Interlocks for drill floor machinery
- Safety notice: 02/2006
- Issue date: December 2006
1 There have been several serious incidents related to deficient interlocking on drilling machinery and pipe-handling equipment. This notice outlines the actions that should be taken to prevent such incidents.
2 Remotely controlled movable equipment is often used to assist in pipe handling, drilling and related activities. However, while such equipment may eliminate certain types of incidents, it may also introduce new hazards.
3 Collisions may occur between equipment and personnel, between equipment and structures, or between different items of drill floor equipment. Dropped objects are a further hazard arising from collisions.
4 Owners and operators of drilling equipment should ensure that clear lines of responsibility are established for maintenance and inspection of drill floor equipment.
5 With guidance from the equipment suppliers, or another suitably competent person, those responsible for the equipment should: -
- Ensure an up to date risk assessment is in place which has reviewed the operation of the drill floor equipment. All potentially dangerous interactions between the equipment, structures and personnel should be considered, and the means to prevent such interactions identified.
- Ensure that interlocks to prevent collisions or protect personnel are regularly tested and maintained. Note that it may be necessary to update interlock settings to take account of changes to the position of other equipment or structures.
- Ensure that suitable verification, validation and change control procedures for all interlocks are in place. This means that there should be version control to ensure that the modification history is clear and to prevent unauthorised modification. This is particularly important when interlocks are implemented in software.
- Ensure that appropriate management and ‘permit to work’ controls
are in place to ensure that equipment interlocks are neither defeated or
- an appropriate risk assessment has been undertaken;
- all reasonable precautions have been taken;
- the assessments and overrides are properly authorised and recorded;
- the overrides are removed as soon as practicable.
- Verify, where the equipment undertakes lifting operations, that the 'thorough examination' addresses all relevant interlocks, including those implemented in software. The dutyholder should also ensure that the scope of the ‘thorough examination’ remains appropriate as the age of the equipment increases.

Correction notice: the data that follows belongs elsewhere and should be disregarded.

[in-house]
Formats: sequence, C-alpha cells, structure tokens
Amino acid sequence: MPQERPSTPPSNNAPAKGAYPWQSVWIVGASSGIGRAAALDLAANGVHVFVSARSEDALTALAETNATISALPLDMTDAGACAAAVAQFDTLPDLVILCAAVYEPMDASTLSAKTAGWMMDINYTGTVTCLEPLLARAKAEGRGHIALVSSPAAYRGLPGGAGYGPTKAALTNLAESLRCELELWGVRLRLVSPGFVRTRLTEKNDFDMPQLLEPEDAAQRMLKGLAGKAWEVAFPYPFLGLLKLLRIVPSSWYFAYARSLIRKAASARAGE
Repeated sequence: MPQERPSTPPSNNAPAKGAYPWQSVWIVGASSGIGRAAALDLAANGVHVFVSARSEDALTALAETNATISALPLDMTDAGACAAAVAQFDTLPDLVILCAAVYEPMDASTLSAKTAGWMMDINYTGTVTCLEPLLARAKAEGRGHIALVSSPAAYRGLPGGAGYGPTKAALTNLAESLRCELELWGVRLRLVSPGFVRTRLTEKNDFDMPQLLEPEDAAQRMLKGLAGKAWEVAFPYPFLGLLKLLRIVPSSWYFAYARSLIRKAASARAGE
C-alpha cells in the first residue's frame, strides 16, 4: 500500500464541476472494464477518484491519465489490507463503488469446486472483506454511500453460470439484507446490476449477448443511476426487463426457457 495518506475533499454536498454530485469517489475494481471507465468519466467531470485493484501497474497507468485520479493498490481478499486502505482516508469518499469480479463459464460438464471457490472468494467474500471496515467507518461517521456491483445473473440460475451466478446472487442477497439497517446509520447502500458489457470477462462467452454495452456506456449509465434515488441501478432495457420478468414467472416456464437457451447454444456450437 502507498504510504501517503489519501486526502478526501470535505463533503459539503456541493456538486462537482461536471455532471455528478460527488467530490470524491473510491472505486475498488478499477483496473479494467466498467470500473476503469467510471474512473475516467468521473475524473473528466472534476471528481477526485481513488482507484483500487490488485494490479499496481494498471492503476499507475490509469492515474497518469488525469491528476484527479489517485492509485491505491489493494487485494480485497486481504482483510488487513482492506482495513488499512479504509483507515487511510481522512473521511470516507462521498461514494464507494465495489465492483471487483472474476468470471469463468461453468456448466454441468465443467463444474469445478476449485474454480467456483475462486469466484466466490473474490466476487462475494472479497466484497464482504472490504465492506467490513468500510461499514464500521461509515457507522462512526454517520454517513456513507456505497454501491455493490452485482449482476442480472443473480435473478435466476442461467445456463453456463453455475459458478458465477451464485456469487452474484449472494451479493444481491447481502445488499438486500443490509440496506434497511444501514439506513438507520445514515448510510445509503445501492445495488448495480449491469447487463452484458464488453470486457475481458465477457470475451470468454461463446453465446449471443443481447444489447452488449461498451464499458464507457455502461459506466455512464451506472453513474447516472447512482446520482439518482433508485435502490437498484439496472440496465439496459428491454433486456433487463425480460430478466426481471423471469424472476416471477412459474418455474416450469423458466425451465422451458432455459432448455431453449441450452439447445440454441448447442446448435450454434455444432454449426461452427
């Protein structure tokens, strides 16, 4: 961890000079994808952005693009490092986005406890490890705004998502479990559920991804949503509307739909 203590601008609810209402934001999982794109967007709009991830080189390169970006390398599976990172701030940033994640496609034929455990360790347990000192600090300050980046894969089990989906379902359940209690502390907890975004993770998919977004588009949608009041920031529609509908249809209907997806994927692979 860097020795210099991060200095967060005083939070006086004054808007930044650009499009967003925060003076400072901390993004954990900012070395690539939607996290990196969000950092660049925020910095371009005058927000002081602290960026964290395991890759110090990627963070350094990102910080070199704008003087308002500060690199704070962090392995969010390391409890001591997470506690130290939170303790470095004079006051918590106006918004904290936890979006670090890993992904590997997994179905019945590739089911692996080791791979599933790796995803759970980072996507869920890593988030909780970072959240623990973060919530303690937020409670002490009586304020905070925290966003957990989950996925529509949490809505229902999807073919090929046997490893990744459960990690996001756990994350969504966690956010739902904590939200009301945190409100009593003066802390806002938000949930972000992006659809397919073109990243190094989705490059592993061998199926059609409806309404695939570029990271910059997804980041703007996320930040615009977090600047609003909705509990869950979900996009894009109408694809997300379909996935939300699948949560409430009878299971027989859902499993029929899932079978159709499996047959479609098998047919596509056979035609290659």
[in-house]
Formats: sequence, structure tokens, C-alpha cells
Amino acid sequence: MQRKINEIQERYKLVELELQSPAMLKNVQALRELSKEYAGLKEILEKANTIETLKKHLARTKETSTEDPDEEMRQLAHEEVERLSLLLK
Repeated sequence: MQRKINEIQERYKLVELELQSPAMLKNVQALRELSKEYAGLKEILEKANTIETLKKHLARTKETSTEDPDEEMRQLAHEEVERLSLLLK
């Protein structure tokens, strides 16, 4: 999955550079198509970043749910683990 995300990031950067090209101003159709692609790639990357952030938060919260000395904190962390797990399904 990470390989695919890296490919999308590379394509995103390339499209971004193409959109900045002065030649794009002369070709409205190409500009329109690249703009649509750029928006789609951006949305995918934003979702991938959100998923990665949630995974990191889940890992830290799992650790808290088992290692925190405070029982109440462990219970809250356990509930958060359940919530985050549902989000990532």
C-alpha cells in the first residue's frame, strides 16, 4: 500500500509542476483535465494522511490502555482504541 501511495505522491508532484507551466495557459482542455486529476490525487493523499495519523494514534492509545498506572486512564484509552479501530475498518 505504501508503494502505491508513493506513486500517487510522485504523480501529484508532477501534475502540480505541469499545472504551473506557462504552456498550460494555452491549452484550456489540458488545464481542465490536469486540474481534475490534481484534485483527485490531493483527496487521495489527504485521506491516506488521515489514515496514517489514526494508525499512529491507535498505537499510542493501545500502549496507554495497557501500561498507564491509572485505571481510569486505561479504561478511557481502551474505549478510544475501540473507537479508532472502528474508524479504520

Relevant legal requirements
Provision and Use of Work Equipment Regulations 1998/2306 (PUWER) - Regulations 4, 5 and 18
Lifting Operations Lifting Equipment Regulations/1998/2307 (LOLER) - Regulations 9 and 10
Management of Health and Safety at Work Regulations 1999/3242 (MHSWR) - Regulation 3
Health and Safety at Work etc 1974 - Section 6
Suppy of Machinery (Safety) Regulations 1992 (as amended)
BS EN62061:2005 Safety of machinery – Functional safety of safety-related electrical, electronic and programmable electronic control systems
BS PD 5304:2005 Safe use of machinery
BS EN 954-1 1997 Safety of machinery
BS EN 1037:1996 Safety of machinery: Prevention of unexpected start up
BS EN 60812:2006 Analysis techniques for system reliability. Procedure for failure mode and effects analysis (FMEA)
Technical guidance on the safe use of lifting equipment offshore HSE HSG221 ISBN 071762 1006
Any queries relating to this notice should be addressed to:Health and Safety Executive
Hazardous Installations Directorate
Lord Cullen House
Aberdeen AB25 3UB
Tel: 01224 252500
Fax: 01224 252648
This guidance is issued by the Health and Safety Executive. Following the guidance is not compulsory and you are free to take other action. But if you do follow the guidance you will normally be doing enough to comply with the law. Health and safety inspectors seek to secure compliance with the law and may refer to this guidance as illustrating good practice